Minimalism is a way of reducing the number of items you own to minimize clutter while enjoying the items you choose to keep. Its starting point is to assess the quantity and value of your belongings, and then determine what you are going to keep and what you will donate. This can be relatively easy when you are talking about T-shirts, books, and knick-knacks. But what do you do about the following categories of items:
• The What-Ifs: These are the items that could be useful one day – although that day has yet to come.
• The Sentimentals: These are the pictures, the keepsakes, and the mementos that are scattered throughout your home that you either forgot about or are unsure what to do with them.
• The good intentions: Remember when you wanted to take up running? Or start an herb garden? Or learn how to sew?
These types of items can be more difficult to address. The potential, the guilt, and the interest can leave you stymied as to what to do. So, you do nothing. Here are some questions to ask yourself to help you comb through these items:
• Do you already own something that performs the basic function of the item you are decluttering?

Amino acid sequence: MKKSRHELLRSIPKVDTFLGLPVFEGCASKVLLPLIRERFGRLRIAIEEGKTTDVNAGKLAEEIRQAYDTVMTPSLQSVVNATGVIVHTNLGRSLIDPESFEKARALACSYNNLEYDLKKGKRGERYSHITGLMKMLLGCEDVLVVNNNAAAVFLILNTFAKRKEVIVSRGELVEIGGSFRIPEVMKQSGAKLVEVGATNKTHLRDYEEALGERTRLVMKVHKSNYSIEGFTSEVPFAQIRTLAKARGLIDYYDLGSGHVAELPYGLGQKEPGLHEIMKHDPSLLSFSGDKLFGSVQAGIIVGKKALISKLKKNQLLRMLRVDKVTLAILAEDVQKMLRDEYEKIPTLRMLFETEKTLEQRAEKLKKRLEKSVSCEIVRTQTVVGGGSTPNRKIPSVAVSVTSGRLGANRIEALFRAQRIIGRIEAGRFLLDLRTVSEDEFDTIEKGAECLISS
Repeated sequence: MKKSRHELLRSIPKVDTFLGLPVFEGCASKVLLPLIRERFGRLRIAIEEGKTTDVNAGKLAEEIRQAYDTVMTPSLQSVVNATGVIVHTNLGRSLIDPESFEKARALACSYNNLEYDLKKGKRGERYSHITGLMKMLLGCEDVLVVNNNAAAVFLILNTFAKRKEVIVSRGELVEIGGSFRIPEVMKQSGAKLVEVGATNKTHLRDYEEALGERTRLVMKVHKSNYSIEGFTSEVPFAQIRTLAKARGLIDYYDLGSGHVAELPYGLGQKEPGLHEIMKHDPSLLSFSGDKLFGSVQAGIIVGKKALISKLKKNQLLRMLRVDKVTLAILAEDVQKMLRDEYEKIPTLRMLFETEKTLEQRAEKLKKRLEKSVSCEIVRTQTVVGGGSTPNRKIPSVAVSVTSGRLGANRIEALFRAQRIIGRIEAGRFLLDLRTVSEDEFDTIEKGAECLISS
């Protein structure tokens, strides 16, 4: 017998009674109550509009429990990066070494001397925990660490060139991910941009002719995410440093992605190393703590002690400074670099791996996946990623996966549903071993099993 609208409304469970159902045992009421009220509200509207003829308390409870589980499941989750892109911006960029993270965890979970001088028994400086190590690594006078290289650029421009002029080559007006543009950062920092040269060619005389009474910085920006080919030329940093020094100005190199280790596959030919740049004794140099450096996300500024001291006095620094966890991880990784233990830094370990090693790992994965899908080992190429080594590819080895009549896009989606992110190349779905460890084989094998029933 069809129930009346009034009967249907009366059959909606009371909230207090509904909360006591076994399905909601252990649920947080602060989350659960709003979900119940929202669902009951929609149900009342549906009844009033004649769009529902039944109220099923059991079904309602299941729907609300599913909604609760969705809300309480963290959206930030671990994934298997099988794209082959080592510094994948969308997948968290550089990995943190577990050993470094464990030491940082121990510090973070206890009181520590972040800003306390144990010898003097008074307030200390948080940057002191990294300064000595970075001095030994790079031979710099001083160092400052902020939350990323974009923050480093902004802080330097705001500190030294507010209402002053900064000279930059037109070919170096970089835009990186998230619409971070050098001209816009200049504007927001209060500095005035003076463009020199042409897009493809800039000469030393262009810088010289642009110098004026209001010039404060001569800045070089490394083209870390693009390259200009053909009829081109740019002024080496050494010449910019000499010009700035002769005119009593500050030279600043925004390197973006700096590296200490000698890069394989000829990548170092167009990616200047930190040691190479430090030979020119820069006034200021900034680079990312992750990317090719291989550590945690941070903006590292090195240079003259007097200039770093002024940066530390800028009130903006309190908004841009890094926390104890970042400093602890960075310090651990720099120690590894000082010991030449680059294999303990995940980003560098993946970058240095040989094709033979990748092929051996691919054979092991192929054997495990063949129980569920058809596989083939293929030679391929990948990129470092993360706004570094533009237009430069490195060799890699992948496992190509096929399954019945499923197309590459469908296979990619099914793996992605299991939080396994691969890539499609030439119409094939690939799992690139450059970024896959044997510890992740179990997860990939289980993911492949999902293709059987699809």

• Is the item easy to replace?
• When was the last time you used the item?
• In terms of sentimental items, which ones do you truly like, and which ones do you have because of guilt? You can always take a picture of sentimental items for remembering. Photographs can be digitized.
• For hobbies, it helps to forget about the money you already put into it – that’s a sunk cost. However, can you use the items for another activity that you are doing right now? Are there people who would be thrilled to get some free gear? Think of it this way – instead of gathering dust, the items will be used – just by someone else.
There is another aspect to address – how to avoid more stuff entering your home. Here is one way to help you make more mindful decisions: if you want to buy that cute T-shirt, first you need to get rid of a T-shirt that you already own. This strategy does two things:
• First, it ensures that the number of items you own stays the same, and
• It forces you to choose. After all, the easiest decision is one where you don’t have to choose one item over the other.
There is one final point to mention – the need for patience. You don’t have to make split-second decisions, you don’t have to clean the junk room in a single weekend, and you can be indecisive every so often. As long as your decluttering moves forward – regardless of how slowly – then you can get a stronger appreciation of the value of stuff.
Minimalism is not about denying yourself the things that you want or need. But it is about identifying the things that you truly need, and differentiating between an impulse buy and a true, and affordable, want.